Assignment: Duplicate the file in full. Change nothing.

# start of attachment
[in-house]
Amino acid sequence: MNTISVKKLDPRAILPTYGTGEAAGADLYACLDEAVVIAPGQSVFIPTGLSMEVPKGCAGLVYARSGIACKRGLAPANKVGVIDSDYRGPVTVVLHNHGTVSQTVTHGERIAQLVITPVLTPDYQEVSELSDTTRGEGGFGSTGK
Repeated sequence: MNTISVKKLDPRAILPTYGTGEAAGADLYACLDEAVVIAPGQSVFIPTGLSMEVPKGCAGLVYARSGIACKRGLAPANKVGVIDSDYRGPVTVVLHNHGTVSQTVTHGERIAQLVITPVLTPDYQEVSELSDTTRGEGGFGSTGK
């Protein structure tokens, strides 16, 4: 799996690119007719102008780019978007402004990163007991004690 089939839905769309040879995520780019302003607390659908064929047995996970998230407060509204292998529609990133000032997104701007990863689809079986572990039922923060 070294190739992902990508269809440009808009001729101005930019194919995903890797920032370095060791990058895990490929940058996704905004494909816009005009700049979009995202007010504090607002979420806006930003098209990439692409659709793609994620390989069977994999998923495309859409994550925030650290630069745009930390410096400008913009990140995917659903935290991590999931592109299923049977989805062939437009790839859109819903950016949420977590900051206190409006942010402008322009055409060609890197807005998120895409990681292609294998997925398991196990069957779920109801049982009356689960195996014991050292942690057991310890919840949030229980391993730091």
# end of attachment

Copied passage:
[in-house]
Amino acid sequence: MNTISVKKLDPRAILPTYGTGEAAGADLYACLDEAVVIAPGQSVFIPTGLSMEVPKGCAGLVYARSGIACKRGLAPANKVGVIDSDYRGPVTVVLHNHGTVSQTVTHGERIAQLVITPVLTPDYQEVSELSDTTRGEGGFGSTGK
Repeated sequence: MNTISVKKLDPRAILPTYGTGEAAGADLYACLDEAVVIAPGQSVFIPTGLSMEVPKGCAGLVYARSGIACKRGLAPANKVGVIDSDYRGPVTVVLHNHGTVSQTVTHGERIAQLVITPVLTPDYQEVSELSDTTRGEGGFGSTGK
């Protein structure tokens, strides 16, 4: 799996690119007719102008780019978007402004990163007991004690 089939839905769309040879995520780019302003607390659908064929047995996970998230407060509204292998529609990133000032997104701007990863689809079986572990039922923060 070294190739992902990508269809440009808009001729101005930019194919995903890797920032370095060791990058895990490929940058996704905004494909816009005009700049979009995202007010504090607002979420806006930003098209990439692409659709793609994620390989069977994999998923495309859409994550925030650290630069745009930390410096400008913009990140995917659903935290991590999931592109299923049977989805062939437009790839859109819903950016949420977590900051206190409006942010402008322009055409060609890197807005998120895409990681292609294998997925398991196990069957779920109801049982009356689960195996014991050292942690057991310890919840949030229980391993730091």